time-module questions

Harald Hanche-Olsen hanche at math.ntnu.no
Fri Apr 7 05:12:48 CEST 2000

+ "Warren Postma" <embed at geocities.com>:

| First, it appears that time.localtime returns fractions of a second
| in it's values, but that time.mktime does not add this millisecond
| component back in, nor does it appear to be part of the time-tuple
| returned by time.localtime, and time.gmtime:

The time module is little more than an interface to the standard C
library, which does not make provisions for fractions of a second.  If
you wish to preserve that information, you'll have to hack it
yourself, or perhaps Marc-André Lemburg's mxDateTime module has the

In fact, ``use mxDateTime'' appears to be the suggested solution to
every time/date-related problem in python.  I downloaded it but still
haven't had the time to check it out carefully, so I can't say for
sure whether it solves your problem.

| Secondly, mktime accepts localtimes only, how to I take y/m/d/h/m/s
| in GMT instead of the current timezone, and convert back to a
| time.time() type value (float).

Yes, mktime is the inverse of localtime.  You need the inverse of
gmtime, which is not in the standard C library, and hence not in the
time module.  Again, you have to hack it yourself, with a *large*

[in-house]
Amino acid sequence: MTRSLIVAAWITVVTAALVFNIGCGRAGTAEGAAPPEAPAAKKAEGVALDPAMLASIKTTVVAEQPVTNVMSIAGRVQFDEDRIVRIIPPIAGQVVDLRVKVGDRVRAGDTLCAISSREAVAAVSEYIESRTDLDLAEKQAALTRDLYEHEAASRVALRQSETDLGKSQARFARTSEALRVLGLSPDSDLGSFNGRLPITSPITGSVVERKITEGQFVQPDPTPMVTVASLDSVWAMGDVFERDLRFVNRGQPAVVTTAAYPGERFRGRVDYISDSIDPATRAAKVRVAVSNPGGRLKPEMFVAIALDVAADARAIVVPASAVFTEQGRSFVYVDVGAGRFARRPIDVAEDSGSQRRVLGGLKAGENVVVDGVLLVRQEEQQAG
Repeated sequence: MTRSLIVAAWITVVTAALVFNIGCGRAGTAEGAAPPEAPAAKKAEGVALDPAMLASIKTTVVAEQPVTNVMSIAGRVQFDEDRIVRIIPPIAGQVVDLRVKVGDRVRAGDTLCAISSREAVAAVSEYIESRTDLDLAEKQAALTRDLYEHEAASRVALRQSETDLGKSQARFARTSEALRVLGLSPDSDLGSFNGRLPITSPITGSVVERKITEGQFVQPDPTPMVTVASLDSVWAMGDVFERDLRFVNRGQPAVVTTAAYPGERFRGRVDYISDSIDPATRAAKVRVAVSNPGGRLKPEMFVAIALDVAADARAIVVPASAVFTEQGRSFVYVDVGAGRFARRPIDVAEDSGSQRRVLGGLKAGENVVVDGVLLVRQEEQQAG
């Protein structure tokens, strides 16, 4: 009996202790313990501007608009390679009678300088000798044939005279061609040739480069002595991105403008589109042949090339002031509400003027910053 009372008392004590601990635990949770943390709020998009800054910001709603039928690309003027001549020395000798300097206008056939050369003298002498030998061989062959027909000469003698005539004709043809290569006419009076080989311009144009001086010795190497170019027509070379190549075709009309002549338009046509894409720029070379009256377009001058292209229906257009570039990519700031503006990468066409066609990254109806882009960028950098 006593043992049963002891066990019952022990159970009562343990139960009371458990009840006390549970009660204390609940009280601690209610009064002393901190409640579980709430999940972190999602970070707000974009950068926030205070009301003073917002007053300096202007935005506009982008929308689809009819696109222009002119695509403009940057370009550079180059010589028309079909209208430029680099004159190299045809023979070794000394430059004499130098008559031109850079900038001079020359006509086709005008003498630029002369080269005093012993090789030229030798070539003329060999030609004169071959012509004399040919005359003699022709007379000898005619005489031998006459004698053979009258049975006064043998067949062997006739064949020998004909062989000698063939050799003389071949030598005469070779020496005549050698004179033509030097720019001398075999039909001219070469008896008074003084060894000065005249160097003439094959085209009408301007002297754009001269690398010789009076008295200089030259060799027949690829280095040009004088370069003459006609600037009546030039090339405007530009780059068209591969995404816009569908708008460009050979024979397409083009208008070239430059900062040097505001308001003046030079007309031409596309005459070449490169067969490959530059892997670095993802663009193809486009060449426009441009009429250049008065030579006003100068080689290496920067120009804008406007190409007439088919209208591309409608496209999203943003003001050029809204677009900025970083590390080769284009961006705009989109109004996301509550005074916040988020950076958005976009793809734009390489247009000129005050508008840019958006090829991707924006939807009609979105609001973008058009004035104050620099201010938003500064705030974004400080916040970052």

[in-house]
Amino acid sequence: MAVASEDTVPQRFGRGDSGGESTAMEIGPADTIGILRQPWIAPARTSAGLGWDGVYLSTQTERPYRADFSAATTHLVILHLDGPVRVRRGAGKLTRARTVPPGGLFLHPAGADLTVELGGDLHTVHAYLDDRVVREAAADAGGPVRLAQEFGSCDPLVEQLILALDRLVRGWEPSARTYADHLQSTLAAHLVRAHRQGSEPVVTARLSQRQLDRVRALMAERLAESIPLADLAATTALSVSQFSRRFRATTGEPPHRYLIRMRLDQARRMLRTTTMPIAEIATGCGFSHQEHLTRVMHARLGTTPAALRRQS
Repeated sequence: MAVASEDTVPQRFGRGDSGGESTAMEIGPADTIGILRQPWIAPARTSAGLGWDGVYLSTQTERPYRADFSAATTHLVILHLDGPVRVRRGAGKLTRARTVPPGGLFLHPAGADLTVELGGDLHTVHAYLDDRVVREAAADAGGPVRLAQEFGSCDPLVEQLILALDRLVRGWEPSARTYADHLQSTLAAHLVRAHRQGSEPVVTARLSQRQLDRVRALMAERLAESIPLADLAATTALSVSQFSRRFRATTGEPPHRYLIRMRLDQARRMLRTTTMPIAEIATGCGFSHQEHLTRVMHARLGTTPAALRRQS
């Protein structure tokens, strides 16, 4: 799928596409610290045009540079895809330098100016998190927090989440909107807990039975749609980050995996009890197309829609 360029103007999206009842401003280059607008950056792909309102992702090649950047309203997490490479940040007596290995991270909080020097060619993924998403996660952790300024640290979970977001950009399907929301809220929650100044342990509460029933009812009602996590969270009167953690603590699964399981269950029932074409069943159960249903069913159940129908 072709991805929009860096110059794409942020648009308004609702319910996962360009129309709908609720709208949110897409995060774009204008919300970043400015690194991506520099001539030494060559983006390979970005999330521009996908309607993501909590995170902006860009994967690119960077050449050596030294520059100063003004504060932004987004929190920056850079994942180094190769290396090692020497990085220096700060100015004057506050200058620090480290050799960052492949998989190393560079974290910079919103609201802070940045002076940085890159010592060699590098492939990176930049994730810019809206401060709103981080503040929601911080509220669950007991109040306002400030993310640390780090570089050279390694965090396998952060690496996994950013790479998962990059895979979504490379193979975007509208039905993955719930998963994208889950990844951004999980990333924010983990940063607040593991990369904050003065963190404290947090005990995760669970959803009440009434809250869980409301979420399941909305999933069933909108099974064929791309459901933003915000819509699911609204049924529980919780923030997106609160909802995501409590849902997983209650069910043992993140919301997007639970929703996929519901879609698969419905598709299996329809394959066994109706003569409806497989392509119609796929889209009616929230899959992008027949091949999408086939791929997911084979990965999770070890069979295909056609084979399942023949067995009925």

probability of getting it wrong, or use the mxDateTime module, which
seems to have functions for converting between UTC and localtime.

I once looked at the code in the GNU date program to see how it coped
with the situation, and it's not pretty.  After staring at the code
for half an hour, I found myself unable to prove its correctness,
though it performed correctly on all times that I threw at it (using
date -d '<some date and time> UTC'), even around the times when DST
starts or stops.

Normally I am kind of a peaceful guy, but if I ever meet the designers
of the standard C time conversion functions, I am not sure what I'll
do.  Fortunately I am not very big and strong, and I don't carry any
weapons -- so I'll probably settle for some choice verbal abuse, which
is unlikely to land me in jail.  8-)
* Harald Hanche-Olsen     <URL:http://www.math.ntnu.no/~hanche/>
- "There arises from a bad and unapt formation of words
   a wonderful obstruction to the mind."  - Francis Bacon

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